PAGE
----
Diana Jane Beech
The way the European Union regards science and research is changing. There is an increased emphasis on producing marketable deliverables for financial gain. At the same time, the advent of Horizon 2020 raises important yet often-overlooked questions.
Where is it exactly that European research policy is heading? And is this in line with where it ought to be heading, if it really is to create a ‘new Renaissance’ with the potential to transform the way Europe ‘does’ science for the better and in a way that is sustainable for the long term?
To answer this, attention must first be paid to the extent that the current projected vision for the European Research Area, or ERA, is in danger of moving away from the motivations and expectations of researchers at the grassroots of the European innovation chain.
From Galileo through to Gell-Mann, or from Newton to Einstein, scientists throughout European history have traditionally been driven in their work by curiosity about the world around them and the desire to find answers to life’s great mysteries.
It is this blind and often serendipitous pursuit of knowledge that has been behind many of the greatest scientific breakthroughs of the modern world.
As such, if researchers are to retain any sense of awe and wonder, or the inspiration and drive that have historically been at the heart of their day-to-day discoveries, it is essential that an emphasis on personal humility is not eclipsed in today’s ERA by policies endorsing only ‘applied’ or ‘targeted’ science.
The European Commission’s senior advisory board on the ERA has already recognised that for the European Union, or EU, to make the transition to a more streamlined ERA requires “fundamental change in the way we think, work and research – indeed a change as great as any in our history”.
In its first public report, it called this change a ‘new Renaissance’, deliberately alluding to earlier revolutions in thought, society and science to underscore the importance of this juncture in European research policy for readdressing the social reality of the EU as we know it.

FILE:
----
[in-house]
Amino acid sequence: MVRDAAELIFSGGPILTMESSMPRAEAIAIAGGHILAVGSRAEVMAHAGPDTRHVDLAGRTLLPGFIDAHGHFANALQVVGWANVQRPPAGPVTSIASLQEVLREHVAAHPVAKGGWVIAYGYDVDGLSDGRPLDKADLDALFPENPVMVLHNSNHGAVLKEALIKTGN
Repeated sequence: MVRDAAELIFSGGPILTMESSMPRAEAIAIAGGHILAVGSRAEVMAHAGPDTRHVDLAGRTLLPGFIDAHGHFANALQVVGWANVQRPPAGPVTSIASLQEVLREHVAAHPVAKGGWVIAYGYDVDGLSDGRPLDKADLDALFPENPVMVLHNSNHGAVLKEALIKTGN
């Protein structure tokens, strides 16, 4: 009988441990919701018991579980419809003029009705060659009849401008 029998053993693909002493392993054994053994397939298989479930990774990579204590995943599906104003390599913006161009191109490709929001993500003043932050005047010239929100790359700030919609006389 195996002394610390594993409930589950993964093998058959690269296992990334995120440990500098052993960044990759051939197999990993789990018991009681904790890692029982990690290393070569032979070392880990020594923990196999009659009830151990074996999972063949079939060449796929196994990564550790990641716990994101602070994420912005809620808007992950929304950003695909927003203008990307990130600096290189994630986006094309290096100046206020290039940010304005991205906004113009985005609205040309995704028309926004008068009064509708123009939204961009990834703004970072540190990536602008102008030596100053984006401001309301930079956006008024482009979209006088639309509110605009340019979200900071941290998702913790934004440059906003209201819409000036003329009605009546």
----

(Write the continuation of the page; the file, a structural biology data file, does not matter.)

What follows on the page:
Yet achieving this projected ‘new Renaissance’ is no mean feat, since effecting policy synergy in the ERA not only requires striking a balance between the respective demands of the market, research communities and society at large, but also creating a strategic, common vision shared by the EU-28, and the various traditions and research cultures thereby represented.
To realise the ‘new Renaissance’, the EU is set to launch the Horizon 2020 framework programme 2014-20, which is scheduled to supersede the seventh framework programme at the end of this year.
Horizon 2020 will specifically effectuate the ‘Innovation Union’, which has been placed at the very heart of the ‘Europe 2020’ growth strategy, in the hope that it will turn innovative ideas neatly into products and services, and thereby create more jobs and boost growth to ease Europe out of crisis.
Equipped with a larger budget, and a proportion expressly dedicated to strengthening industrial leadership in science, Horizon 2020 encourages a decidedly market-driven approach to research and, as such, suggests a shift away from ‘pure’ knowledge generation towards the innovation of viable products.
Now, more than ever, serious thought must be given to whether the act of alleviating the grand challenges identified as facing Europe should be so directly linked to such a strong push “to bring ideas to the market”.
With the boundaries increasingly blurring between academia, business and industry, there is a strong need to ensure that the ‘essence’ of science and research is not lost to subsidiary pressures to publish and generate profit.
Admittedly, scientific diplomacy has long formed the cornerstone for social progress in the EU – ever since the EURATOM Treaty (1957) used energy research to promote peace and prosperity on the continent in the aftermath of war.
Faced with a new financial downturn, however, the onus is on EU officials to ensure that the ERA will continue to support collaborative, cross-border research with strong societal contributions at its core, and not cave in to the urge to use research for economic ends alone.
The mounting pressure to overcome the financial crisis and to respond to an ever-growing number of grand societal challenges means that the need to complete the ERA is greater than ever before.
However, systems need to be put in place to safeguard and increase trust between policy-makers, scientists and citizens. Careful consideration must be given to ensure that the ERA is formalised in such a way that it simultaneously addresses the needs of all stakeholders, and not just those at the top of the political and commercial game.
After all, it is ‘research’ that is at the heart of the ERA and must remain so if Europe is to stand any chance of effecting a ‘new Renaissance’ with the capacity to transform the role and purpose of science in society for a sustainable future.
* Diana Beech is a research associate in the Faraday Institute for Science and Religion at Cambridge, where she currently manages a project exploring the role and relevance of values to contemporary European science and research policy. Further to this, Diana is the communications coordinator of the European Research Area Collaborative Research Network, generously supported by the Academic Association for Contemporary European Studies, and also a founding member of the European Commission-initiated ‘Voice of the Researchers’ network intended to provide researchers with a channel through which to influence the future of the ERA.